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Public Transit: A real need for Indiana

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While the Indiana General Assembly is busy discriminating against same-sex couples, there are real issues. There are real problems in the state.

One of the many problems is transportation. Here in Indianapolis we are ultra-reliant on cars. And public transportation is almost nonexistent in comparison.

I looked at some numbers from the U.S. Census Bureau's American Community Survey from 2005-2009 that highlight some of the issues. Here's what jumped out at me.

Commuters mostly drove. Almost every worker drove to work (92.5 percent) and most drove alone (83.4 percent). That's a lot of mostly empty cars.

Fewer people took public transportation than worked at home. In Indianapolis the way commuters took cars off the road was by working at home (3.6 percent), while an even a smaller minority took public transportation (1.0 percent), walked (1.7 percent), or biked (0.2 percent) to work.

There is a population of workers without access to a vehicle. About 15,500 workers (or 1.9 percent of workers) don't have access to a car in this car-centric city. And only 20.4 percent have access to one vehicle. Everyone else has access to a bunch of vehicles. There are two vehicles available to 46.4 percent of workers. And a whopping 31.3 percent have access to 3 or more vehicles. That's more than the people who have access to 0-1 vehicles combined!

Transportation is a major civil rights issue. To get to work, 84.2 percent of whites drove to work alone, while only 11.3 percent of African-Americans drove alone. When it came to public transportation use it's the opposite, with more African-Americans riding public transportation (56.5 percent) than whites (38.1 percent).

With poor public transportation and a city that's designed around the car, currently not everyone can get around the city equally. Whites can easily navigate the city while African-Americans, who use public transportation more than anyone, don't have reliable transportation. The average wait for an IndyGo bus is 30-60 minutes. And on top of that, 66 percent of public transportation users make less than $25,000 and 80 percent make less than 35,000. This is a major issue the city needs to address.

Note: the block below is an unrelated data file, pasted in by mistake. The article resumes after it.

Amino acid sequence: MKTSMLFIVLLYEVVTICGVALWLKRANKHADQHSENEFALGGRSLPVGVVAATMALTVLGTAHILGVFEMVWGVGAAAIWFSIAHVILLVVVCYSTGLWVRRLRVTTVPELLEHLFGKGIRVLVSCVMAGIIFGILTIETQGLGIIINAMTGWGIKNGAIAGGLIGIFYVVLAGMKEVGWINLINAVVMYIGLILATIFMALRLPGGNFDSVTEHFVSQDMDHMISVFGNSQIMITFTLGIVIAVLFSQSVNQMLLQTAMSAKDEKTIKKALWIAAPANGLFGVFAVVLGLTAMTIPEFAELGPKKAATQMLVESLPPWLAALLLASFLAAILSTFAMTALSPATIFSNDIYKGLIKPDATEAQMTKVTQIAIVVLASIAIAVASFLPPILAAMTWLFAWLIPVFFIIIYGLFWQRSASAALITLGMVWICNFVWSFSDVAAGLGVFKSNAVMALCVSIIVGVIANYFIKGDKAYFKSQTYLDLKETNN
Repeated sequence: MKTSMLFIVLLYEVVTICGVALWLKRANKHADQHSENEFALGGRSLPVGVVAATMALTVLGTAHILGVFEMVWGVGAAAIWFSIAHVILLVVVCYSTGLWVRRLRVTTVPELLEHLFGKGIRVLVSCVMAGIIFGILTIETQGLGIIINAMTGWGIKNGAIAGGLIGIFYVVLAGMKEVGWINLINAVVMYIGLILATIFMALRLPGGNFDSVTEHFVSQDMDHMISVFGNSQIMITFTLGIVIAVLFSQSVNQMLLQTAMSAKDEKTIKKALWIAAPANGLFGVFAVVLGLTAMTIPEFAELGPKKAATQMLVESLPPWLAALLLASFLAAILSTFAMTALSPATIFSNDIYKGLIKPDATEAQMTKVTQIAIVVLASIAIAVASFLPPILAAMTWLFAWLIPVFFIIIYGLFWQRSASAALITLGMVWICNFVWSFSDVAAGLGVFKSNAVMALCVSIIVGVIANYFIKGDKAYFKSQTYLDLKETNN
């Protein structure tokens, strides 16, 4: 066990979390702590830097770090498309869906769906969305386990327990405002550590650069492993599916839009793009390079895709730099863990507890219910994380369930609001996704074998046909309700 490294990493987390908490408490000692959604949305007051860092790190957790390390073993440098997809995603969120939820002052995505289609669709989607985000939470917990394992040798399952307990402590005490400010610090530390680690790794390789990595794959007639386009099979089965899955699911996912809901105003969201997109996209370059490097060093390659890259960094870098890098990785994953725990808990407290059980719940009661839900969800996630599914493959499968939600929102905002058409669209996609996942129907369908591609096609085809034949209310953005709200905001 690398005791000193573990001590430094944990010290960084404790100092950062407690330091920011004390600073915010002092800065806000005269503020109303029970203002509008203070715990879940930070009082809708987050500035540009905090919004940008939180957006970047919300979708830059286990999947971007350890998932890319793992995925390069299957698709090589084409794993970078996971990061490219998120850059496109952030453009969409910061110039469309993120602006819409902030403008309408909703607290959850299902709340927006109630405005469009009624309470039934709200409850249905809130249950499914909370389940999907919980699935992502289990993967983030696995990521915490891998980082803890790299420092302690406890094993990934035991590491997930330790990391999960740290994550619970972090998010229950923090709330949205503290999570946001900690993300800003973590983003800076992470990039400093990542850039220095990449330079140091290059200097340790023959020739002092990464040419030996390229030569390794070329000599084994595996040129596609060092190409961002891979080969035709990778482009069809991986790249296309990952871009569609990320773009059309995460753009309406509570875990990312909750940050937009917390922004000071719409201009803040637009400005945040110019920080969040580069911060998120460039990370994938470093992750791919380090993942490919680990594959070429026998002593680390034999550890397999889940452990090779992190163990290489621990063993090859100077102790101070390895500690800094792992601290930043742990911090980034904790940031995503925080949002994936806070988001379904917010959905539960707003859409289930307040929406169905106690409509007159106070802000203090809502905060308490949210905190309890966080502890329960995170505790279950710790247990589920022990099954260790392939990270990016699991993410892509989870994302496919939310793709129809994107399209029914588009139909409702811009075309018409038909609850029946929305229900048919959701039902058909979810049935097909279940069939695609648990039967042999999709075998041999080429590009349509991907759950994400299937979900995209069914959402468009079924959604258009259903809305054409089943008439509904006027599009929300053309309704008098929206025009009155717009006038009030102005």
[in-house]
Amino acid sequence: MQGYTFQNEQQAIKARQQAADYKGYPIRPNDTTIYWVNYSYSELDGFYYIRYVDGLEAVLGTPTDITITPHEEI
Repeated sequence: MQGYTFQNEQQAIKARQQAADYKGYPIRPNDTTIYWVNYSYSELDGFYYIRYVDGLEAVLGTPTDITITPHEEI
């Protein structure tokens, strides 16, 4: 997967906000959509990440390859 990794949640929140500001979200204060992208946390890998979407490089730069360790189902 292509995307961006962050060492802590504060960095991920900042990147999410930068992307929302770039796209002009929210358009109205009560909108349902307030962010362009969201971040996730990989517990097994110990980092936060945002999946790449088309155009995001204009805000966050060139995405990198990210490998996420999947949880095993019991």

Below are graphs comparing the Indianapolis metro area to the metro areas of Chicago, New York City, Portland, Austin, Texas, and Columbus, Ohio.

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New York City has 20 percent fewer people that drive to work alone than the next closest city and about 30 percent fewer people than Indy. Let's see why...

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Because New York City has reliable public transportation, that people want to use, they don't drive as much. Fifteen percent more people use it than in the next closest city, and 30 percent more use it than Indy. And because of the availability of public transportation (along with dense, multi-use neighborhoods) this happens...

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Poof! Cars are gone. People don't want to bother with the headache and just plain don't need them, which drastically reduces emissions caused by people driving alone in their cars.

By implementing reliable public transportation and passing legislation like Complete Streets, we can not only help the environment, but become a more just society.

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